When we first got married, we were in a small townhouse apartment a little way off campus. Our furniture was referred to as Early American Attic, because we used whatever anyone wanted to
carry our way get rid of and feel generous.
There was a kitchen table with bright blue legs and a round white top, a few non-matching chairs. An olive green two-seater couch commonly called a love seat. I nursed all my babies there at one time or another. My mother gave us an old washer, which nestled into a closet beneath the stairs, and I hung our clothes on a couple folding drying racks or a line strung across a corner of the kitchen.
There was a desk in the living room, and a metal shelf unit to hold books. Probably a few other things, like my cedar chest, and of course the wedding gifts.
I had a twin bed almost as old as I was, but we put it into the second bedroom because it seemed there was always someone needing a place to stay for awhile.
Someone from church gave us a crib for the baby, and someone else gave us a queen-size mattress, and yet another person gave us a gold print fitted sheet. We thought we were doing pretty good, not actually sleeping directly on the floor.
This little set-up lasted from October until March. My father-in-law was on Spring Break and so he drove down with a pickup truck full of furnishings. Their divorce was in the works, and he was emptying the house.
He carried in matching coffee and end tables. Something my husband lovingly referred to as “the donkey” which looked to me like a storage cabinet. Other things I can’t remember, getting untied and uncovered.
From where I was sitting nursing the baby, it looked like the apartment was gonna get crowded real fast.
That night, Dad noticed we were sleeping on the mattress on the floor. He stayed in the creaky old twin bed, and said he was fine.
The next day, my father-in-law said it wasn’t right, us being without a bed. Husband had to go to work, so we took the baby carseat out of his car and put it into Dad’s truck and off went the three of us to go shopping for a bed.
I didn’t know the town very well, since our primary focus was the college campus. And I had never been furniture shopping before in my life. And it didn’t seem quite right that I should be looking for a bed with a man who was not my husband. Being from different states (and a story for another time) my father-in-law was still a stranger to me. I had been in the same place with him only once before, and that was the church for the wedding.
But he was determined newlyweds should have a proper bed. I could see the connections for where my husband gets his stubborn attitude.
Dad spotted a sign for a SEARS store, and so that’s where we ended up.
As I mentioned, I don’t know about furniture. We looked in a huge room full of beds, and sat on the edge of mattresses, let the baby crawl across, and Dad asked about delivery.
I told him I thought the one with the round knobs on the headboard was nice. Next thing I know, the order is getting rung up, I’m giving my address and directions, Dad paid the tab in full.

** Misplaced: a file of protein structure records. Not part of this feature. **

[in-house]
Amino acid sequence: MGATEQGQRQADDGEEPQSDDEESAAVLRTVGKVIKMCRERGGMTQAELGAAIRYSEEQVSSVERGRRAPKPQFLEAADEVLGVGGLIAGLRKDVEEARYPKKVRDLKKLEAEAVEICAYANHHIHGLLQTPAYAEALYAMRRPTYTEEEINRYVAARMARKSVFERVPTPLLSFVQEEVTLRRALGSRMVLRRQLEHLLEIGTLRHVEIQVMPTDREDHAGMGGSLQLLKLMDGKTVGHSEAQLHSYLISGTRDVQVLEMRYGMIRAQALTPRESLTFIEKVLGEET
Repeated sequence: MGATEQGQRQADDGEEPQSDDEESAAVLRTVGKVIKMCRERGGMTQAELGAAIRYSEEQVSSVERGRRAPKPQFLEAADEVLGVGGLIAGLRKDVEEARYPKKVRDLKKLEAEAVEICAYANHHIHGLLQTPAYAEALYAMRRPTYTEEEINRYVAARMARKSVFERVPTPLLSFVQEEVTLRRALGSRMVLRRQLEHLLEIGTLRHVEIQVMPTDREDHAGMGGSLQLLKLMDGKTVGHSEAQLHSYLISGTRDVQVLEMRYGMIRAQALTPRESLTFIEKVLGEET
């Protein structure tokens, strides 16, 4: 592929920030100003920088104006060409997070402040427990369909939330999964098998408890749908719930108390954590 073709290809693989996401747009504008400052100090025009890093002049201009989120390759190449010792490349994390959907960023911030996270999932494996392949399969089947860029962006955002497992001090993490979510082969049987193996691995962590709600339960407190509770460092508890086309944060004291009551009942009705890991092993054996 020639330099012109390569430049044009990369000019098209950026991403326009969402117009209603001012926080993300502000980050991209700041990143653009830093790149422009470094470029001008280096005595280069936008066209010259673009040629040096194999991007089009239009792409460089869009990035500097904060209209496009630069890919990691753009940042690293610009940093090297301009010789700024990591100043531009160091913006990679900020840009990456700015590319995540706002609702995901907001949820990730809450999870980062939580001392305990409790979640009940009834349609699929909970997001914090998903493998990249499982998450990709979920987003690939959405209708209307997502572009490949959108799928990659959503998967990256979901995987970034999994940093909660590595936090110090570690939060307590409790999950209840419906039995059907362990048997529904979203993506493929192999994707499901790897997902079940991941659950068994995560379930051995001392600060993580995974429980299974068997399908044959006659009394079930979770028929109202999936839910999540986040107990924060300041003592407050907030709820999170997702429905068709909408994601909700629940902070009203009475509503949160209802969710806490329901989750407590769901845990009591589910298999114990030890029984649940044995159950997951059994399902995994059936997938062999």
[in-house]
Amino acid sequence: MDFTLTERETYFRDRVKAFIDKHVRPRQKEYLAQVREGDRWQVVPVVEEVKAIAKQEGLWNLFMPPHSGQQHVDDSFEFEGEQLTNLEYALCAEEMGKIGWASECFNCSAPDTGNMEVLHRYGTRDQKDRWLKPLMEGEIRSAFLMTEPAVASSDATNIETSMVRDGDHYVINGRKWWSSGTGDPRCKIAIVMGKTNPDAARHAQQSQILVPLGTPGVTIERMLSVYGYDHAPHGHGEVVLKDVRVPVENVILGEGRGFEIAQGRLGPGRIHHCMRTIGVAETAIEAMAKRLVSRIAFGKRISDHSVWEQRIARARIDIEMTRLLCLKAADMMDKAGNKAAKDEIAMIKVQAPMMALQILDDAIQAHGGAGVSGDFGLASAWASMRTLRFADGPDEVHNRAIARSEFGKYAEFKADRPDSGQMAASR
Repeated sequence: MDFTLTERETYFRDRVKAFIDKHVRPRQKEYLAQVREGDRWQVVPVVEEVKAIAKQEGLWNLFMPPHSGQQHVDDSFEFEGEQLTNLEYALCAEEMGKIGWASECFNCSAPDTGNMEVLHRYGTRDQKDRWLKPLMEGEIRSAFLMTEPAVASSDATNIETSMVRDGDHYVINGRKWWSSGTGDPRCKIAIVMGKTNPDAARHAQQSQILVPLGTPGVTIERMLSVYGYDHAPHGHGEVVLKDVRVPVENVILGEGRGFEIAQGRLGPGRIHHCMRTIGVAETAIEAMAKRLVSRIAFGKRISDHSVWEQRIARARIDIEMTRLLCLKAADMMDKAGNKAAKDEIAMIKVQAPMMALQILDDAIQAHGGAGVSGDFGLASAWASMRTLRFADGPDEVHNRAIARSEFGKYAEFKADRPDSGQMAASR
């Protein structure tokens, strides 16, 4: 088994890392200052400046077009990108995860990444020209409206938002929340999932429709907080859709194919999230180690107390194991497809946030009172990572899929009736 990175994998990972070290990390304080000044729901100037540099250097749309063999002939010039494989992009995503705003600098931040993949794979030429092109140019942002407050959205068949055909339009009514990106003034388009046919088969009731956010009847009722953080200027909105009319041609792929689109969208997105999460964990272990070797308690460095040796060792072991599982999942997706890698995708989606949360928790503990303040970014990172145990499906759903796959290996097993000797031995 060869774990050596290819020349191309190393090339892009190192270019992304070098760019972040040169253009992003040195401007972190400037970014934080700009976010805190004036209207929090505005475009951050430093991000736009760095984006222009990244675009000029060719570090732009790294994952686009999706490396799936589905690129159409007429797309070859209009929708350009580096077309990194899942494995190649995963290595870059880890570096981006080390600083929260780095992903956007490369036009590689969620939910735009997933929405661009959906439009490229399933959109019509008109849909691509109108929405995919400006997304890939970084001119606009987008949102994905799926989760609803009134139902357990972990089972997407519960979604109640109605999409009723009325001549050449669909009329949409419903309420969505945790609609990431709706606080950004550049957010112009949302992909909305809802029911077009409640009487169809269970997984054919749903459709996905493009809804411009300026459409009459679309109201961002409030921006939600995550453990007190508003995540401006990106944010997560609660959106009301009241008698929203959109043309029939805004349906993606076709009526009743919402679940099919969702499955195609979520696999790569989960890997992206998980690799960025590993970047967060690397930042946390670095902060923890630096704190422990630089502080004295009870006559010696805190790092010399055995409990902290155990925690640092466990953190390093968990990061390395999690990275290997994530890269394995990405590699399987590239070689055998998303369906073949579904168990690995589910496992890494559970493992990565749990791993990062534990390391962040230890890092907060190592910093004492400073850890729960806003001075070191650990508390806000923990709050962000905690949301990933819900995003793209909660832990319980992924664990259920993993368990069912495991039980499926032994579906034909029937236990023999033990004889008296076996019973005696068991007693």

It was a bed bought on a whim at a chain store. Dad said it would not have been his first choice, but he was under time pressure for the trip, and he didn’t really know my tastes.
The delivery guys got it upstairs and mostly put together. It had a consistent squeak not welcome by newlyweds in a building with thin walls. And the round knobs weren’t such a good idea either, because of their close proximity to that same wall.
We moved out of that apartment a few months later. When Husband and a friend put the bed back together, a couple of the sturdiness problems got fixed.
The bed got moved to yet another apartment, and then finally here to this house. It has supported 5 mattresses during its 26 years. We noticed the last couple months there was a sagging towards the middle, and a leg/rail connection was wobbly.
Saturday, Husband made preparations for more repairs. He had to take the mattress and boxspring away, put on his breathing filter, sweep and vacuum cubic feet of dust and debris. I don’t know what all he had to do—I was banished from the room for the duration. I put most of the bedding through the laundry, but that was my only contribution. Chris says he admires his dad for fixing an old bed rather than buying a new one. Remember I did mention the stubborn attitude genes.
Late in the afternoon, Husband left the house. I sneaked into our bedroom. The door was closed tight to keep the cats out. The windows were left open to dissipate the fumes.
This is what I saw.
Do Not Disturb bed until 8 pm (Epoxy setting)
At 8:30 pm, we went in together and made up the bed.
Trying it out, there are not so many noises as it was making before, but there is a new one we can’t find its source. The spot under my shoulders provides support, nice and comfy.
The Temperpedic mattress feels like it is getting treated properly again.
There are many references to the marriage bed, but I’m pretty sure this is the first I’ve seen the word ‘epoxy’ written for a note on mine.
And may it give us enough time to expand the budget to include a whole new bed. No matter how good the repairs, I don’t want to put up with the noises for another 26 years. At least the ones coming from the furniture itself.
~~love and Huggs, Diane